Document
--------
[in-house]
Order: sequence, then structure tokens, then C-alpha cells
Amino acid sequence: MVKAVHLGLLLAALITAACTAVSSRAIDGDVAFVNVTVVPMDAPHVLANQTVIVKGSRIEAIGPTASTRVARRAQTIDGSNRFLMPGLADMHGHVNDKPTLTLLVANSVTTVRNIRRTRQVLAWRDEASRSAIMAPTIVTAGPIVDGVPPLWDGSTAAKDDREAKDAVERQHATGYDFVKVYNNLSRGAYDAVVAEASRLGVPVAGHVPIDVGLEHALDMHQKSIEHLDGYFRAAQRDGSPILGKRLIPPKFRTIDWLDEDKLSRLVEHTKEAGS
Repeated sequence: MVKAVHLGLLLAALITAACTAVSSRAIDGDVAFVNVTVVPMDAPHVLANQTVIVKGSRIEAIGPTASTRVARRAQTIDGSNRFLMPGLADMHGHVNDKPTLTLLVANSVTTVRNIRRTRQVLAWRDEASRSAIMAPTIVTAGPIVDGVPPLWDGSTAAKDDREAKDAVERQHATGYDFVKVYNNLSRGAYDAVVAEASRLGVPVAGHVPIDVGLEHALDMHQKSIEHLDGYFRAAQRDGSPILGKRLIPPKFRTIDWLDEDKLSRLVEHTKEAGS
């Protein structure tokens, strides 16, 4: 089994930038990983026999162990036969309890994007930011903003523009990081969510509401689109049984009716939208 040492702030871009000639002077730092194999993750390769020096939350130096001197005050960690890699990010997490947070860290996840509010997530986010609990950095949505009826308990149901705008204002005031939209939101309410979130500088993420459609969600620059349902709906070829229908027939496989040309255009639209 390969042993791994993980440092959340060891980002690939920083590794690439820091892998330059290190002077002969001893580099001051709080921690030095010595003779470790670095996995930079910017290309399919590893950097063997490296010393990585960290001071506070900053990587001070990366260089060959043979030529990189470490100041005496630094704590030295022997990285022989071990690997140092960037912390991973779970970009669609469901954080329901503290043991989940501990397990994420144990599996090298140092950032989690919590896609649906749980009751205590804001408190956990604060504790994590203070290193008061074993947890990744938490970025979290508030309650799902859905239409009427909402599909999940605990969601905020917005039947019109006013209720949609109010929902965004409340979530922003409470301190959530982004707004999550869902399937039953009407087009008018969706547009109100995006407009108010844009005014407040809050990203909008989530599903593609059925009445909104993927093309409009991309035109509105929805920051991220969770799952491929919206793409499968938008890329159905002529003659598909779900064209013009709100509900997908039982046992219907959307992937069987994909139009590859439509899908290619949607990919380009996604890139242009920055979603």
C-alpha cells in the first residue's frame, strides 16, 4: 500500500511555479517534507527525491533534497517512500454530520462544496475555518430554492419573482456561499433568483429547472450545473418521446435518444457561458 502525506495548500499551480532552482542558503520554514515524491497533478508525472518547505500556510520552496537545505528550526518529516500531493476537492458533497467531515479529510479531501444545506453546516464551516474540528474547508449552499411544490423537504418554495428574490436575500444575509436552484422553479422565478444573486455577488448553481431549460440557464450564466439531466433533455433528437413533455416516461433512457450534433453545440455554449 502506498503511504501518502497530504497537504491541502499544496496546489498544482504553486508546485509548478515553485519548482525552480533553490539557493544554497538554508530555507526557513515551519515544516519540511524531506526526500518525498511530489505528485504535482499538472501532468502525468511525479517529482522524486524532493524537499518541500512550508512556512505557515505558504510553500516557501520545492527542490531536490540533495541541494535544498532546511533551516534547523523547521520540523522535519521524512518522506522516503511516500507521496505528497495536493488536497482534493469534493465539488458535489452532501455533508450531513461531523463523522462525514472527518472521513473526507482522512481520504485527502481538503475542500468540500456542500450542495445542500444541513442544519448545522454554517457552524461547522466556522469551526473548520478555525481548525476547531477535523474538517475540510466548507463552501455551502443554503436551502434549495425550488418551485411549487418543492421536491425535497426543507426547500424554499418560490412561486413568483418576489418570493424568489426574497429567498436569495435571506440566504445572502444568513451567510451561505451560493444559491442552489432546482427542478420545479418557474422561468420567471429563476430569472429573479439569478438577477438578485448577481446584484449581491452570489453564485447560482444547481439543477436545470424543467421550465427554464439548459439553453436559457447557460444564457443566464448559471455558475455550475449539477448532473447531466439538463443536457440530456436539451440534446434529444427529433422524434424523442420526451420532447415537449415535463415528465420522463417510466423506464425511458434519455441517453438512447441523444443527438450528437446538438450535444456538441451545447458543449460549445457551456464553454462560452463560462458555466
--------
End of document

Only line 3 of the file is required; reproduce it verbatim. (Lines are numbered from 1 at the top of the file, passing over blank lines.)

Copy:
Amino acid sequence: MVKAVHLGLLLAALITAACTAVSSRAIDGDVAFVNVTVVPMDAPHVLANQTVIVKGSRIEAIGPTASTRVARRAQTIDGSNRFLMPGLADMHGHVNDKPTLTLLVANSVTTVRNIRRTRQVLAWRDEASRSAIMAPTIVTAGPIVDGVPPLWDGSTAAKDDREAKDAVERQHATGYDFVKVYNNLSRGAYDAVVAEASRLGVPVAGHVPIDVGLEHALDMHQKSIEHLDGYFRAAQRDGSPILGKRLIPPKFRTIDWLDEDKLSRLVEHTKEAGS